OF MASSACHUSETTS LOYALISTS
PROF. WILBUR H. SIEBERT
OF THE OHIO STATE UNIVERSITY
Proceedings of the Massachusetts Historical Society
For January, 1912
THE COLONY OF MASSACHUSETTS LOYALISTS
AT BRISTOL, ENGLAND
The port of Bristol, England, early became a resort of American
loyalists, and continued so both during and after the
Revolution. Thomas Hutchinson, recently governor of Massachusetts
Bay and himself a fugitive in England, made a brief
visit there with his son Elisha on January 10, 1775, and
found another New England refugee, one of the Waldos, already
living there. After viewing the town, the governor declared it
to be "well accommodated with well built houses for lodgings,"
but outside of three or four small squares he discovered no
elegant residences "fit for a first-rate tradesman to live in."1
The attractiveness of Bristol for Americans was expressed by
Hutchinson after a second visit, which he made to the place
over two years later, when he remarked significantly: "The
manners and customs of the people are very like those of the
people of New England, and you might pick out a set of Boston
Selectmen from any of their churches."2 The fact that living
was cheaper there than in many other communities was an additional
attraction of weight.
Already in 1775, loyalists were landing at Bristol or passing
through on their travels about the country. Col. Benjamin
Pickman of Salem arrived in April or May, having sailed from
his home town five weeks earlier.3
A Boston shipmaster, by the name of Johnson, also
came in this year with his wife and children;4
and before the summer was over a group of New
Englanders, consisting of "Mr. Amory and wife, Quincy,
Greene, Sears, and Callahan and wife," visited Bristol —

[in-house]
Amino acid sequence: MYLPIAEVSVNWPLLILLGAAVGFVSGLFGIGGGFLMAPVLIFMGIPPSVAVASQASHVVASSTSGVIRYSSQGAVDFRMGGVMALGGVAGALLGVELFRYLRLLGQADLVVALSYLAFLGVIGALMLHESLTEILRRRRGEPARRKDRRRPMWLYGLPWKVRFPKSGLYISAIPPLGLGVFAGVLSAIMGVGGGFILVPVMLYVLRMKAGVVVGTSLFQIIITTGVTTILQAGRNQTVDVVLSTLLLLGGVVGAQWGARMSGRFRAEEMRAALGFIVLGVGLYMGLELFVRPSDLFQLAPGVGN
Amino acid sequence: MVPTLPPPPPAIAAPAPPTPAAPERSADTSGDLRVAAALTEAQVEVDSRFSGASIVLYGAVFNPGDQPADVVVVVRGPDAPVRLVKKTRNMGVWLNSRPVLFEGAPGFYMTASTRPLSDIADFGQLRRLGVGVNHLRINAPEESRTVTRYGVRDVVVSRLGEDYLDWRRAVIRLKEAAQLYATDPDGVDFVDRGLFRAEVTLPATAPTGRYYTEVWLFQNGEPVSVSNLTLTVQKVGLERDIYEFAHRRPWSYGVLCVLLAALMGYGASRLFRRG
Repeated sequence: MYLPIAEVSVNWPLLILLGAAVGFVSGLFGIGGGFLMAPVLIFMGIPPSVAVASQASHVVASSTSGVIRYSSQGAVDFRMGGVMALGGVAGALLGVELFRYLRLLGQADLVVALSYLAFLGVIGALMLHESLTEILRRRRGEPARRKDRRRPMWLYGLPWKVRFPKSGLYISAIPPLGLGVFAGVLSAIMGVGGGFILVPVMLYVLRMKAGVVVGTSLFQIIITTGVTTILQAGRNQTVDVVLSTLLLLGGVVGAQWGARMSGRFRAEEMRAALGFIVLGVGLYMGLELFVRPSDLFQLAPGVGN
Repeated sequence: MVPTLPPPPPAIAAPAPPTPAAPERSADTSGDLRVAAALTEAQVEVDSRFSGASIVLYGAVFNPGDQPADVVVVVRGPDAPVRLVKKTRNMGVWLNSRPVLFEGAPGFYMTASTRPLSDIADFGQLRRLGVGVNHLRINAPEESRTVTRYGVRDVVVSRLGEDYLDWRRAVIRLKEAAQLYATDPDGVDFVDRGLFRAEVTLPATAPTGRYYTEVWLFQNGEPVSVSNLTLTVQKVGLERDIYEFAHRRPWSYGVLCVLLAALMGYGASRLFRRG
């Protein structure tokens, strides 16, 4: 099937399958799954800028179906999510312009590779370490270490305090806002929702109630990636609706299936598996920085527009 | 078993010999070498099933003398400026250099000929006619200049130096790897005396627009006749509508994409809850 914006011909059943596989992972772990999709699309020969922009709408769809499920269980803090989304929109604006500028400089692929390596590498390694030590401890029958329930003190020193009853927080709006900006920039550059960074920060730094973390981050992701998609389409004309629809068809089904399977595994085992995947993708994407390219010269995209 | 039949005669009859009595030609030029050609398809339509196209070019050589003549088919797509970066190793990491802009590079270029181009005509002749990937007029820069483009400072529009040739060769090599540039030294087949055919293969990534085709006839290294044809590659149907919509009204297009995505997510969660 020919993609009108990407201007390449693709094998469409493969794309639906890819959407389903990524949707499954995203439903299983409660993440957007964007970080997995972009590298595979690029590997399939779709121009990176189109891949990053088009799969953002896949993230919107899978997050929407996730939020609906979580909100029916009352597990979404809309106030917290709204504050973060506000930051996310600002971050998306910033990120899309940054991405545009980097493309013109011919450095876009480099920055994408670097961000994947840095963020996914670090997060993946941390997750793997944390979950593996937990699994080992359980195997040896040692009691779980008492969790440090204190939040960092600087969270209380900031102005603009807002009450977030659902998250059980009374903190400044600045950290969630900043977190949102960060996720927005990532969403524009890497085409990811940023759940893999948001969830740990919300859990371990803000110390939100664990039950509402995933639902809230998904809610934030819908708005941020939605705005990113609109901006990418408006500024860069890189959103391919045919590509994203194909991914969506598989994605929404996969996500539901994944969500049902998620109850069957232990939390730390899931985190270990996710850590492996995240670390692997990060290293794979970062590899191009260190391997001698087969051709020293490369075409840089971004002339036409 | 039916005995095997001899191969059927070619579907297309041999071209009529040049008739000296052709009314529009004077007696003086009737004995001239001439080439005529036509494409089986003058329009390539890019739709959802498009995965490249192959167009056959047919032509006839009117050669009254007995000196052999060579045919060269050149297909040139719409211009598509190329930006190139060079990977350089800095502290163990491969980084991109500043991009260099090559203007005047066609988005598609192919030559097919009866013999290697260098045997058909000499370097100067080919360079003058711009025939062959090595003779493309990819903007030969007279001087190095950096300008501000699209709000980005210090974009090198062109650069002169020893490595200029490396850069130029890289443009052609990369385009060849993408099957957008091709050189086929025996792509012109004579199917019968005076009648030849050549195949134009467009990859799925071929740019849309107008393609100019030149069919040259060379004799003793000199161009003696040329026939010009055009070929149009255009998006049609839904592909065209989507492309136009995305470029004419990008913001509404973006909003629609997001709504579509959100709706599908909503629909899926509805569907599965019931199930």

probably having just arrived from America — and thence
made an excursion to Aylesbury, the place where Sir Francis
Bernard was then residing.5
Before the lapse of the year, the nucleus of a loyalist colony
had formed at Bristol, its members
being James Boutineau and family of Boston, one of the Auchmutys,
Mrs. Borland and family of Cambridge, one of the
Waldos, already mentioned, and possibly others.6 During the
next two years this group was evidently growing, for the
Salem refugee, Samuel Curwen, who was an occasional visitor
at Bristol and at times a resident there, mentions additional
names of his fellow colonials who were living in the town.7
Under date of September 29, 1777, he reports having spent
the evening at Mr. Henry Barnes', "where he took tea with
thirteen Americans";8 and
a week later he writes to his friend,
the Rev. Isaac Smith at Sidmouth: "The number of our country
folks here is eighteen, viz.: Mr. Boutineau and lady, Mr.
Benjamin Faneuil and lady, Judge Sewall and lady, Mr. Barnes
and lady and neice, Mr. Fenton and daughter and son, Mr. Fr.
Waldo, Mr. Timmins, Col. Hatch's two daughters at school,
The variation in names given by Mr. Curwen in his references
at various periods to calls, teas, dinners and evenings at quadrille,